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The Arizona Court of Appeals is the intermediate appellate court for the state of Arizona. It is divided into two divisions, with a total of twenty-two judges on the court: sixteen in Division One, based in Phoenix, and six in Division Two, based in Tucson.



The Court of Appeals has jurisdiction to consider appeals in civil cases from the Arizona Superior Court. The court also reviews juvenile and domestic relations matters from the superior court, workers’ compensation and unemployment benefits decisions, tax court decisions, and certain corporation commission decisions.

The court also has jurisdiction over appeals in criminal matters from superior court, except for cases in which a death sentence has been imposed. Death penalty cases go directly to the Supreme Court of Arizona.

The court may also decide "petitions for special action," which is Arizona’s term for petitions for special writs, such as certiorari, mandamus and prohibition.


Selection of judgesEdit

Judges are selected by a modified form of the Missouri Plan. A bipartisan commission considers applicants and sends a list of nominees to the governor. The governor is required by law to appoint from this list based on merit, without regard to party affiliation. Judges are then retained for an initial period, after which they are subject to a retention election. If the judge wins the election, his/her term is six years.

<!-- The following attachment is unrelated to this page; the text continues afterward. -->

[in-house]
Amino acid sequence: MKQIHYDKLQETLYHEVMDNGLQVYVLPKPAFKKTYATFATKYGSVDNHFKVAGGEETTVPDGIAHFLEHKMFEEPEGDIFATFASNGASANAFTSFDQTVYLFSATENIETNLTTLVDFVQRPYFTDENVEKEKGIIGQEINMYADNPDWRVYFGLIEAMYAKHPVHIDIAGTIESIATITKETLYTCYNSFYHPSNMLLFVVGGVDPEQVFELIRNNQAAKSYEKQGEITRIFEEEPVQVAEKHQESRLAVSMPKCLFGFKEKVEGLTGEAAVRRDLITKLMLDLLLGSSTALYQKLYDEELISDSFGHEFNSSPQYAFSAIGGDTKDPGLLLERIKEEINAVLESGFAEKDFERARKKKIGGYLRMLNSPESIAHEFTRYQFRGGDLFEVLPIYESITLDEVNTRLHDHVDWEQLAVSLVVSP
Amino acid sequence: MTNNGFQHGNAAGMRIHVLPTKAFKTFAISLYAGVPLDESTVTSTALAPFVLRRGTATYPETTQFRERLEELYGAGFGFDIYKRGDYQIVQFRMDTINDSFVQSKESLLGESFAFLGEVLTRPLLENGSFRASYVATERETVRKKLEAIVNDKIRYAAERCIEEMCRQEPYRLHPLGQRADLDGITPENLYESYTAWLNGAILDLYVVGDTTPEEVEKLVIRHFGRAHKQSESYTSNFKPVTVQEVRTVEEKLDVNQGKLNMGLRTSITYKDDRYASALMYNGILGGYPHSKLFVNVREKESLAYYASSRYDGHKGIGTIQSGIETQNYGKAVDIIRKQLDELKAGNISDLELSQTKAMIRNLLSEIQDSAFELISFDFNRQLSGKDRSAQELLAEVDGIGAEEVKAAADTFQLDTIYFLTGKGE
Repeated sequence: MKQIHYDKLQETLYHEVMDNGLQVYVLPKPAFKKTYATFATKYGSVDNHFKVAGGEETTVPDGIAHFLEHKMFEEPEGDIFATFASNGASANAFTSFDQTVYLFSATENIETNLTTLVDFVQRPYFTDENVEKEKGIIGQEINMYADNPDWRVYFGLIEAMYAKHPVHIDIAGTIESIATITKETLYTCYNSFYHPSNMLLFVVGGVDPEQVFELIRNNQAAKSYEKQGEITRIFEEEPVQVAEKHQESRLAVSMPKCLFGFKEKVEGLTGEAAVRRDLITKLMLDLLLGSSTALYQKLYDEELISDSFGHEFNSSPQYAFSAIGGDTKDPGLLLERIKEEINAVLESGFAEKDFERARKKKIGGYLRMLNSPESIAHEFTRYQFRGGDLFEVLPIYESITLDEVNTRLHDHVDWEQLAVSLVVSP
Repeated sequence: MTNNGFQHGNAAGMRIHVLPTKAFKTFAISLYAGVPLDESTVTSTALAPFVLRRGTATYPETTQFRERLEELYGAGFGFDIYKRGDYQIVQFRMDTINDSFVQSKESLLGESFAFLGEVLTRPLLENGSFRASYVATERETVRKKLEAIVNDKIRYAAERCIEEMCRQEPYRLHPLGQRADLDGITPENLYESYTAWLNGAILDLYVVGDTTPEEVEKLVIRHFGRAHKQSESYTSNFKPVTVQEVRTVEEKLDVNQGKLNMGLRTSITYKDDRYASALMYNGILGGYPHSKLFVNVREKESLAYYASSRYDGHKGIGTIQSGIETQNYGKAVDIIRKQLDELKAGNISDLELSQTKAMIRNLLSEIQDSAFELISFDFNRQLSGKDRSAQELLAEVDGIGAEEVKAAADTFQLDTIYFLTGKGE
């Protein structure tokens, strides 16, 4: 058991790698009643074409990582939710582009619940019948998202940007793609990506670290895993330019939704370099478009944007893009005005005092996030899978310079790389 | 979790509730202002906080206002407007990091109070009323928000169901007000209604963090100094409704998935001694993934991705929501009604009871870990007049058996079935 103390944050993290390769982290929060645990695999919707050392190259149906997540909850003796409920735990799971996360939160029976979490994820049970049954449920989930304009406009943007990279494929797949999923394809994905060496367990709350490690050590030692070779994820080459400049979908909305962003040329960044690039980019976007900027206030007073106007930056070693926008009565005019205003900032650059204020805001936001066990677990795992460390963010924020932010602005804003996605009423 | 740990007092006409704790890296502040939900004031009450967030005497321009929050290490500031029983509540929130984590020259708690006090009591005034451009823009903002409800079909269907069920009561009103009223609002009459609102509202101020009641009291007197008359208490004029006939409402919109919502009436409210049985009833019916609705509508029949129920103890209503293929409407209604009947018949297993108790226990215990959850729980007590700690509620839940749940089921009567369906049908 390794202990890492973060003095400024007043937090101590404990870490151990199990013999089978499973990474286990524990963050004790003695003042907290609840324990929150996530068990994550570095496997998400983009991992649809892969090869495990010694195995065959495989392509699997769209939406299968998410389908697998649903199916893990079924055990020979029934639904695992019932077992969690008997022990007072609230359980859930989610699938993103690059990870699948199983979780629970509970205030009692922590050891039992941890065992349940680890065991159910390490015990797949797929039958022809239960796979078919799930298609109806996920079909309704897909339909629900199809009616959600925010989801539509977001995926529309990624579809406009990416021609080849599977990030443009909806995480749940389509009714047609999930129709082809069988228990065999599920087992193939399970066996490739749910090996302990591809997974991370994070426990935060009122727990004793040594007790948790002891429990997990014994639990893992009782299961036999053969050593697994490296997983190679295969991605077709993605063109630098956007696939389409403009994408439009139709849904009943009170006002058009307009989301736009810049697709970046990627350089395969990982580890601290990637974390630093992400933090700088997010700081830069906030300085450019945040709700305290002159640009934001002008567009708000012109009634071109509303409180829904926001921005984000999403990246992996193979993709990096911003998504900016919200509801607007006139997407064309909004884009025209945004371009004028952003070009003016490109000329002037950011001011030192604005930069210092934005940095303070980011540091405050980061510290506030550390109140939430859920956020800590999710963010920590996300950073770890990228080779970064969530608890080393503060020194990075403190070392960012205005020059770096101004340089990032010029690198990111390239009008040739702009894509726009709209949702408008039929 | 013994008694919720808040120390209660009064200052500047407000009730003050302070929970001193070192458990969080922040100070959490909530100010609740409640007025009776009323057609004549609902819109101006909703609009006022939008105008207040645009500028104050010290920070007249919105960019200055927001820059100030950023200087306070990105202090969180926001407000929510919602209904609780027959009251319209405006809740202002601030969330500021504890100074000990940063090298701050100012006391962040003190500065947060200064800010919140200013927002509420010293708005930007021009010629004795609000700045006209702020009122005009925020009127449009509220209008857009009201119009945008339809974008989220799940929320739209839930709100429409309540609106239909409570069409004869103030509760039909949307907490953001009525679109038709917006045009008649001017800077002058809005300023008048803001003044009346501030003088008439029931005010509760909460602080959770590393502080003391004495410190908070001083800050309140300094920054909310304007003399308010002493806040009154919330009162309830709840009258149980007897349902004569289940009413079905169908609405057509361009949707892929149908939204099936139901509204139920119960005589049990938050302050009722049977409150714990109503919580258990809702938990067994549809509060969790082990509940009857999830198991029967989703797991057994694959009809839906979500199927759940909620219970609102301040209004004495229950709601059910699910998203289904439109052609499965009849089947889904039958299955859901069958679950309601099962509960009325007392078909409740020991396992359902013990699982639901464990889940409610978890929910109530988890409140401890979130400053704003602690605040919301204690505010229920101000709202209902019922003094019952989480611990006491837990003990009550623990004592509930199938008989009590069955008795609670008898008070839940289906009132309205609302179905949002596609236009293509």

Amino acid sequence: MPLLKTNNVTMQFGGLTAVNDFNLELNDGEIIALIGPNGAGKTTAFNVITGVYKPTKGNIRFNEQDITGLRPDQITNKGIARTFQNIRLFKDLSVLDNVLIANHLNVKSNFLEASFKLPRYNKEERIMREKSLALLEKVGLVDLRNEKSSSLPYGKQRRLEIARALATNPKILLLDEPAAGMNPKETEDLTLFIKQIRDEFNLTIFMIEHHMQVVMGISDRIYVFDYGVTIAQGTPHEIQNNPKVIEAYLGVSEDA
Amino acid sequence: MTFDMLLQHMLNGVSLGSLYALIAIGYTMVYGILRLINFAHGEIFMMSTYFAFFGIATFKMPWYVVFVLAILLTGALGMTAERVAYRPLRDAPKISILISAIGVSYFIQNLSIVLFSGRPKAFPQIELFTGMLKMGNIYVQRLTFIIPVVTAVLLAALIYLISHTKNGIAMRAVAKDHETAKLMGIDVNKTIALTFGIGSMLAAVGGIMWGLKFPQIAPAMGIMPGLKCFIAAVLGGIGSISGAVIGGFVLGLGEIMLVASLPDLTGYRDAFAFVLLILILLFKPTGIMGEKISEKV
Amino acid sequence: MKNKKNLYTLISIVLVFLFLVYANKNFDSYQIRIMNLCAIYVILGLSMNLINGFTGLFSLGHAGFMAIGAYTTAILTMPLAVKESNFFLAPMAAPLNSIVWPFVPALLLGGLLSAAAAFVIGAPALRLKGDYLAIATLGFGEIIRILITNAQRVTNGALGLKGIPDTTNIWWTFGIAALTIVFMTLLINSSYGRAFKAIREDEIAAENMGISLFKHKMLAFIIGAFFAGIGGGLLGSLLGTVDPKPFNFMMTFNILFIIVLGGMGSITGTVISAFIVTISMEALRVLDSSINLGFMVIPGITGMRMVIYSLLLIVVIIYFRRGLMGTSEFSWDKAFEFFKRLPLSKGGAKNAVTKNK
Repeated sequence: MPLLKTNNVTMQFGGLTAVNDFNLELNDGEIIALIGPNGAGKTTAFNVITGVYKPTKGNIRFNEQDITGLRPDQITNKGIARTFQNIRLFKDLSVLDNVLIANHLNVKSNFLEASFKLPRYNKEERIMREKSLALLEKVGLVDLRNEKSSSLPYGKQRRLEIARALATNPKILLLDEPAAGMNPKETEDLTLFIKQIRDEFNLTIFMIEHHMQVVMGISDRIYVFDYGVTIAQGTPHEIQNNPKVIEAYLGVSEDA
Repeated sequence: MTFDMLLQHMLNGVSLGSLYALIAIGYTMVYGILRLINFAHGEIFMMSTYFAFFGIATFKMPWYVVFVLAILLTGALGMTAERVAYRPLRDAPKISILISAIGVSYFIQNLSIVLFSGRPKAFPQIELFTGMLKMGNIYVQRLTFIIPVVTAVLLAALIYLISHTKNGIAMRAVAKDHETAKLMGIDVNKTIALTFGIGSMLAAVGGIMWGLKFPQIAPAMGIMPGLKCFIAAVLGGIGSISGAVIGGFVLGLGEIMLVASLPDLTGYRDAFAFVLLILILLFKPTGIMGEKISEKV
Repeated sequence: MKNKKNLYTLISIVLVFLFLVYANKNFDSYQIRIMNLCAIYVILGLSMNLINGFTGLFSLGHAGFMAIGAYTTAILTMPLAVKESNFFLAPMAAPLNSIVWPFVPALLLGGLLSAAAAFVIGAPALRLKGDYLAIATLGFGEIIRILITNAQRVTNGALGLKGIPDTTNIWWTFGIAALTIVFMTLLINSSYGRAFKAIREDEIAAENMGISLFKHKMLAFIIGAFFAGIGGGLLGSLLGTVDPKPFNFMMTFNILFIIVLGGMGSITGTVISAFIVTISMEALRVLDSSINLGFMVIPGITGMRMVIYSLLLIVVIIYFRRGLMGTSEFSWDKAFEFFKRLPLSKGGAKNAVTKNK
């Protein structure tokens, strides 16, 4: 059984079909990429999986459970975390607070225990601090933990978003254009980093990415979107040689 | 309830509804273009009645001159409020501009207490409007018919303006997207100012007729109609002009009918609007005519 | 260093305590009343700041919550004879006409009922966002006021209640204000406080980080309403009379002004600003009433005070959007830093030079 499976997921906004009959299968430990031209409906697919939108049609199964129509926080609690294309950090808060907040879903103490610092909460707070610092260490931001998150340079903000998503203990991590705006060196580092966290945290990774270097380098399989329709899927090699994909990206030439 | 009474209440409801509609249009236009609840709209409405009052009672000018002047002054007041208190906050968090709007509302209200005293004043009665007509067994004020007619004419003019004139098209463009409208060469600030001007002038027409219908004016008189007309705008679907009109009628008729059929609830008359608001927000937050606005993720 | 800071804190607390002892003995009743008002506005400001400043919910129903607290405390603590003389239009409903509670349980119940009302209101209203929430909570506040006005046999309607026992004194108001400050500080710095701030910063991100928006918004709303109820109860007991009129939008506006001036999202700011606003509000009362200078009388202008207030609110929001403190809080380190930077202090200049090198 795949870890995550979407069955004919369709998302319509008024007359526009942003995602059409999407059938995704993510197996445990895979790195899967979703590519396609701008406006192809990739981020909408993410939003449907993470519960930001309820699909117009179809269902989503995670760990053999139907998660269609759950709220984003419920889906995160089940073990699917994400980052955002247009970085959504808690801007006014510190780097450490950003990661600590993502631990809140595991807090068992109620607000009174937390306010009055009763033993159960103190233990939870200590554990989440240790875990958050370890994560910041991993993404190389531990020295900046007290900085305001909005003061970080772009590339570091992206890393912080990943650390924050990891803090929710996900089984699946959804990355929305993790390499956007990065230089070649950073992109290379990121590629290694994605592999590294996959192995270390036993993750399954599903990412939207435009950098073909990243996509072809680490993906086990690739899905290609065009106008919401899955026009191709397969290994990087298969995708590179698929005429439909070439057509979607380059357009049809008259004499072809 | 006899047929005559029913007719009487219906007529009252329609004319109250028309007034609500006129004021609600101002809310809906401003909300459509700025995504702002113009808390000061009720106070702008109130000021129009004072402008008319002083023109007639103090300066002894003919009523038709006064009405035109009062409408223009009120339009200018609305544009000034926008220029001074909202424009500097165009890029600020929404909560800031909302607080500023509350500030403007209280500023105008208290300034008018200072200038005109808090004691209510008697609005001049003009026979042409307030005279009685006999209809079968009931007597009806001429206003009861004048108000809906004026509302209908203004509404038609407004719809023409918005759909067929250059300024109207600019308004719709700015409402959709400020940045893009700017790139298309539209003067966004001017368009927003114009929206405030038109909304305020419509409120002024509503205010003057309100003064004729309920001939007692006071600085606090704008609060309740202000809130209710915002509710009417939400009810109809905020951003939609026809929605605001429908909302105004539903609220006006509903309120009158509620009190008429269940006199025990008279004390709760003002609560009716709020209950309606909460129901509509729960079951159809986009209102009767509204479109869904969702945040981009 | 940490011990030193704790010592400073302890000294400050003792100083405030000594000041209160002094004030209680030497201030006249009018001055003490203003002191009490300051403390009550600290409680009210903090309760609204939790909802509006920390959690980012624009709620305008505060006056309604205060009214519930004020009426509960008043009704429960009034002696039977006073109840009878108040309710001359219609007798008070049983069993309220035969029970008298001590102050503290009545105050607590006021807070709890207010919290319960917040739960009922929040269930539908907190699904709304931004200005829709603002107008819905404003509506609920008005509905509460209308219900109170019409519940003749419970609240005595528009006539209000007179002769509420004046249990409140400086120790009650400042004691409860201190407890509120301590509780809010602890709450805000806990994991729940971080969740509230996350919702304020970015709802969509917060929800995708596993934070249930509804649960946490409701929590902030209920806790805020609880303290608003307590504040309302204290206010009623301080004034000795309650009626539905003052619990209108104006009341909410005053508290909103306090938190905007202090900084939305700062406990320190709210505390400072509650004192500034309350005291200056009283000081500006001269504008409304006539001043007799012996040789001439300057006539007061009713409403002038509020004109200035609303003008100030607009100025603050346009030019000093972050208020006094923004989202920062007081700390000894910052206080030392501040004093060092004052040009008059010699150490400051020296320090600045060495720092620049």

Deciding casesEdit

The Court of Appeals decides cases in panels of three judges, called "departments." Each department chooses a presiding judge from among the three. Division One also has a Chief Judge and Vice Chief Judge, elected by all judges in the division.

The process for pro se criminal defendants begins with the dismissal of a Petition for Post Conviction Relief by the superior court. A review of the superior court's decision by the court of appeals begins with a Petition for Review.


While the Court of Appeals is divided into two geographic divisions in Phoenix and Tucson, the superior courts are bound by all of the Court of Appeals decisions, regardless of the division they are issued in. An Arizona trial court is not required to give greater precedent to a Court of Appeals decision from the division it is located in then a decision from the other division.[1]

Former judgesEdit

See alsoEdit


  1. ^ State v. Patterson, 218 P.3d 1031, 1037 (Ariz. App. 2009)

External linksEdit